Monkshood is also highly toxic to pets, with all parts of the plant containing the dangerous neurotoxin aconitine. If a pet ingests any part of the Monkshood plant, symptoms are likely to be similar to those in humans and can include drooling, vomiting, diarrhea, and a noticeable change in heart rate. Nervous system effects such as weakness, paralysis, seizures, or difficulty breathing can also occur. These symptoms can rapidly progress to life-threatening conditions, and thus immediate veterinary attention is crucial to prevent fatal outcomes. Owners should ensure that their pets do not have access to this plant due to its high level of toxicity.

  • infoCharacteristics

    • Life cycle


    • Foliage type


    • Color of leaves


    • Flower color


    • Height

      2-4 feet (60-120 cm)

    • Spread

      1-2 feet (30-60 cm)

    • Plant type


    • Hardiness zones


    • Native area



  • money-bagGeneral Benefits

    • Ornamental Value: Aconitum carmichaelii 'Spätlese', commonly known as Monkshood, offers tall spires of deep blue to violet flowers that add a vertical element and vibrant color to gardens.
    • Attracts Pollinators: The flowers of Monkshood are attractive to bees and other pollinating insects, supporting local biodiversity.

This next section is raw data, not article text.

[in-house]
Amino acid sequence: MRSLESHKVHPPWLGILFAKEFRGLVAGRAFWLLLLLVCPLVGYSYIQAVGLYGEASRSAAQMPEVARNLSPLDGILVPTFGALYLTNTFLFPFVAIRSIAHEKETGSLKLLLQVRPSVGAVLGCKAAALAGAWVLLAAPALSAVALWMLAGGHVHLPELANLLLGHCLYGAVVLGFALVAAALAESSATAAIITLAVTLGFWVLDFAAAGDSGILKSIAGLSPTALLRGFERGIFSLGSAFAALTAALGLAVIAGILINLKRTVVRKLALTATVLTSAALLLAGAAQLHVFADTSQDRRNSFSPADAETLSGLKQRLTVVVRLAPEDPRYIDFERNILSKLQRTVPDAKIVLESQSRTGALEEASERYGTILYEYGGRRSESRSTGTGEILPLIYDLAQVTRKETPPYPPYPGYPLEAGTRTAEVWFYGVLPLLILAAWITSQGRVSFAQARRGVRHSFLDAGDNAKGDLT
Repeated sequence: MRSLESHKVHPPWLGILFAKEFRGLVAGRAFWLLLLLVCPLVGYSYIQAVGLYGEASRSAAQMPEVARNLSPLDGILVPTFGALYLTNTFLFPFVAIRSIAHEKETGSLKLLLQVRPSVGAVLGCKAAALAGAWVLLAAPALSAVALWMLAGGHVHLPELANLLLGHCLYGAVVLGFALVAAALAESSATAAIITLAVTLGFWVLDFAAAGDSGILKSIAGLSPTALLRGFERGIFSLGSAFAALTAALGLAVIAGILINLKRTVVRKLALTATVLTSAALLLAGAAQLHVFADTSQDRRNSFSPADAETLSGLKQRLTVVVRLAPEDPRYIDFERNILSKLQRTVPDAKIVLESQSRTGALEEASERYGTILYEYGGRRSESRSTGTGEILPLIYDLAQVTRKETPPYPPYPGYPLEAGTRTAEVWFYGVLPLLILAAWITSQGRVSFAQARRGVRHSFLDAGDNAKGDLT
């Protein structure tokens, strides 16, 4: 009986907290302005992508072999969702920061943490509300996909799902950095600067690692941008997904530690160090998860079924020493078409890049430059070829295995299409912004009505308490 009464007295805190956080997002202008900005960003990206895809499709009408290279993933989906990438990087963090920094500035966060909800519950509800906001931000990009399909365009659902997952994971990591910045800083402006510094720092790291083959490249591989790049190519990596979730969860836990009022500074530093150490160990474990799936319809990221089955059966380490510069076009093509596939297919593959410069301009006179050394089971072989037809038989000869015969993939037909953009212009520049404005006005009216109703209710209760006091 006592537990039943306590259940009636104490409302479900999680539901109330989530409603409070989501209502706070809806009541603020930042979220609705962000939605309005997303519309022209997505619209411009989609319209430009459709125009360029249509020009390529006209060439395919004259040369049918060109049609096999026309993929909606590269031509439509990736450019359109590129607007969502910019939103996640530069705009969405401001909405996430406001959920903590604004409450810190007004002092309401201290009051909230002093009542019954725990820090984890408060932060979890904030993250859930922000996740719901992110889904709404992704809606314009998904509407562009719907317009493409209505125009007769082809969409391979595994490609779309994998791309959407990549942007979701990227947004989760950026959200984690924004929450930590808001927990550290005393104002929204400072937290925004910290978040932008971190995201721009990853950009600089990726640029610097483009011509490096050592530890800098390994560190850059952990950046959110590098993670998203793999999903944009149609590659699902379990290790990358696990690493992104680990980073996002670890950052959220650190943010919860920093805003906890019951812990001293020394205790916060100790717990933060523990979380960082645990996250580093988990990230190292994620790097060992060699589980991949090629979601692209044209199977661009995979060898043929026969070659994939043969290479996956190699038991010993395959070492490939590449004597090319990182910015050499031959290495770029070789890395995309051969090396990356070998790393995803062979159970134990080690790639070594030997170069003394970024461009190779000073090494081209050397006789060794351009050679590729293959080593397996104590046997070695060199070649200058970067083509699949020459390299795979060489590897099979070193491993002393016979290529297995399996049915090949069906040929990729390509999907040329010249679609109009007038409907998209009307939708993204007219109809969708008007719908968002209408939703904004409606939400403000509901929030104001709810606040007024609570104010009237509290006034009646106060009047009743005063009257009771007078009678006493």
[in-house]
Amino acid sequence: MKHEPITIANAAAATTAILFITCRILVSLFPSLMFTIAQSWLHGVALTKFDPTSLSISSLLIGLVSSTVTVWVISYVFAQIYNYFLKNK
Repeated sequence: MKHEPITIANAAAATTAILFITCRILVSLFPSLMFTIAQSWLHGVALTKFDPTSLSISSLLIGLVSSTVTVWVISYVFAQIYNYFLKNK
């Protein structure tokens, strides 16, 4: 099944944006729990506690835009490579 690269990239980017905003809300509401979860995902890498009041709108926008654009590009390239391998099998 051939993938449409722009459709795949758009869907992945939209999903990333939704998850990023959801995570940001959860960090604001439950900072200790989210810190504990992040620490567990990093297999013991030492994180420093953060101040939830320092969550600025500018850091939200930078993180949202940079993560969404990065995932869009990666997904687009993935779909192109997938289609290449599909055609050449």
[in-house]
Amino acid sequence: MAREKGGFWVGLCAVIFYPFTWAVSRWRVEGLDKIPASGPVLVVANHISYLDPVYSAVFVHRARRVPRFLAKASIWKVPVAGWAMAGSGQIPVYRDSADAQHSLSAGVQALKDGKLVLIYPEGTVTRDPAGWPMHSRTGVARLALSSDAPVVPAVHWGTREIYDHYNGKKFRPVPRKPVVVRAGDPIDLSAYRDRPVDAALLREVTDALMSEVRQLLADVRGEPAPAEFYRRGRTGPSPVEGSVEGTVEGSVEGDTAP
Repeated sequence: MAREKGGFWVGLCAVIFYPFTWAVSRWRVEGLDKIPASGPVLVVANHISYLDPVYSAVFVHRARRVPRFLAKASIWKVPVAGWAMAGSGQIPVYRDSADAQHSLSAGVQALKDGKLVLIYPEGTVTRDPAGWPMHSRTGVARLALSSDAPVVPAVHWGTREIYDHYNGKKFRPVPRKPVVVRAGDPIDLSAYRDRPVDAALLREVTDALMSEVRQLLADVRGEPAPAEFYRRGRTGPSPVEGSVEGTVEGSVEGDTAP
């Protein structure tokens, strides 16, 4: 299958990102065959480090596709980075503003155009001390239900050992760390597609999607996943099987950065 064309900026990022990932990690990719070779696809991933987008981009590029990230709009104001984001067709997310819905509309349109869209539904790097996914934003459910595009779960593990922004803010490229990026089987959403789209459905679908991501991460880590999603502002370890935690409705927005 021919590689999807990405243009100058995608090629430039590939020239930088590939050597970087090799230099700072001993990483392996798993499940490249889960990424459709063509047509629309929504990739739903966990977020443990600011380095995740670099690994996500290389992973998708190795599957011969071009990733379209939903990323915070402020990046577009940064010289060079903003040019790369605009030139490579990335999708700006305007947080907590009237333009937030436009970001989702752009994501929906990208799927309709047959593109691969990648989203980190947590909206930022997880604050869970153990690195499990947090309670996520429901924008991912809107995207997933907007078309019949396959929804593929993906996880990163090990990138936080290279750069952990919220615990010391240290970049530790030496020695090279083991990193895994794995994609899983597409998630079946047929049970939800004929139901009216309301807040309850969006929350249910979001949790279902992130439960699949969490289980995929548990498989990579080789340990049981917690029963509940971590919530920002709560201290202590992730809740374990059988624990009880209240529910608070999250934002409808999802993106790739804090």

• Late Blooming: Blooming late in the season, typically in late summer to fall, Monkshood provides color and interest when many other plants have finished flowering.
    • Shade Tolerance: Monkshood can thrive in part-shade, making it suitable for garden areas that do not receive full sunlight.
    • Deer and Rabbit Resistant: The plant is seldom eaten by deer and rabbits, which makes it a good choice for gardens plagued by these animals.
    • Hardy Perennial: As a hardy perennial, Monkshood returns year after year, offering a reliable presence in the landscape with minimal need for replanting.
    • Cut Flowers: The flowers are suitable for cutting and can be used to create striking arrangements for indoor enjoyment.
    • Vertical Interest: Its tall, upright habit can be used to create vertical layers in garden design, adding structure and depth.

  • medicalMedical Properties

    • Analgesic: Traditionally used in Chinese medicine to reduce pain.
    • Anti-inflammatory: May be used to decrease inflammation in certain conditions.
    • Cardiotonic: Sometimes used to strengthen the heart and improve circulation.